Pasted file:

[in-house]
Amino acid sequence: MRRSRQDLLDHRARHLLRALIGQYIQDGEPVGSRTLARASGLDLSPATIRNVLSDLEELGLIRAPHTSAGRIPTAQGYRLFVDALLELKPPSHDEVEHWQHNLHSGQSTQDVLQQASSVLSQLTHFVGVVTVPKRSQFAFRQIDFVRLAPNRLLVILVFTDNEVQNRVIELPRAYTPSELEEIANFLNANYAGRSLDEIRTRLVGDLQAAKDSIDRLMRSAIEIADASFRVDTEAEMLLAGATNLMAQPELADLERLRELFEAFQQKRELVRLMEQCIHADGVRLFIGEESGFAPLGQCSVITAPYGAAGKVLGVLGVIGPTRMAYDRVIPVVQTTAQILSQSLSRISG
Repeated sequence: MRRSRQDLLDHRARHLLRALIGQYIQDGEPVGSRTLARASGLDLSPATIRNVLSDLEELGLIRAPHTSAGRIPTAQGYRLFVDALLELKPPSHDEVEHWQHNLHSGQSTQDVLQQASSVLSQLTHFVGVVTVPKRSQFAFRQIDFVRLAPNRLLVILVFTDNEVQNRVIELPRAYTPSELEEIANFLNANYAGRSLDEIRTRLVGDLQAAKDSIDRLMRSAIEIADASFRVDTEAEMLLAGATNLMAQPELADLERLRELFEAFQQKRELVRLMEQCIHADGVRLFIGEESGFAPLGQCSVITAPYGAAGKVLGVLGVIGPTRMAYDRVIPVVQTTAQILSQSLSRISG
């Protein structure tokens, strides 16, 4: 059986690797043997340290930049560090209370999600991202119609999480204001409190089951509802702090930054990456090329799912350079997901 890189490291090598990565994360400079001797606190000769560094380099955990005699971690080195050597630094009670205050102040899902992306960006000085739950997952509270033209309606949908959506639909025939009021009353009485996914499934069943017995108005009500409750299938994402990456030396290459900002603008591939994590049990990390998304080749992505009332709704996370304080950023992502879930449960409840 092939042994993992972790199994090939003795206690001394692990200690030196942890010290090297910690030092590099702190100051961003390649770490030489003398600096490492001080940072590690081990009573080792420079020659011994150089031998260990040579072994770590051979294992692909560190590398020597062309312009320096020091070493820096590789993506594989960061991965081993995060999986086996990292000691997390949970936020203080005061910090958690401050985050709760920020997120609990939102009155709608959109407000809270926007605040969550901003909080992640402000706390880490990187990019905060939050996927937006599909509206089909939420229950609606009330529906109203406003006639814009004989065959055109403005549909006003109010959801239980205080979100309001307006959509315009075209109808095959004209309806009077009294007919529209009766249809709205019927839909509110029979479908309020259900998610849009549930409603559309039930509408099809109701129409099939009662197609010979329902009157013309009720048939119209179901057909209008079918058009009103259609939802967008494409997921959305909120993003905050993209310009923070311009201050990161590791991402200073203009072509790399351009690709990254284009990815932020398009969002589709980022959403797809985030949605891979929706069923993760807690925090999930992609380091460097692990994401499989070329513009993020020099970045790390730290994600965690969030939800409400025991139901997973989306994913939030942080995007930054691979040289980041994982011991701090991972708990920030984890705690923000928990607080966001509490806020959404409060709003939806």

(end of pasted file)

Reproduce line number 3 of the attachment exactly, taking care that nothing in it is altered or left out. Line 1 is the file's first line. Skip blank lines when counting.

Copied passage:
Repeated sequence: MRRSRQDLLDHRARHLLRALIGQYIQDGEPVGSRTLARASGLDLSPATIRNVLSDLEELGLIRAPHTSAGRIPTAQGYRLFVDALLELKPPSHDEVEHWQHNLHSGQSTQDVLQQASSVLSQLTHFVGVVTVPKRSQFAFRQIDFVRLAPNRLLVILVFTDNEVQNRVIELPRAYTPSELEEIANFLNANYAGRSLDEIRTRLVGDLQAAKDSIDRLMRSAIEIADASFRVDTEAEMLLAGATNLMAQPELADLERLRELFEAFQQKRELVRLMEQCIHADGVRLFIGEESGFAPLGQCSVITAPYGAAGKVLGVLGVIGPTRMAYDRVIPVVQTTAQILSQSLSRISG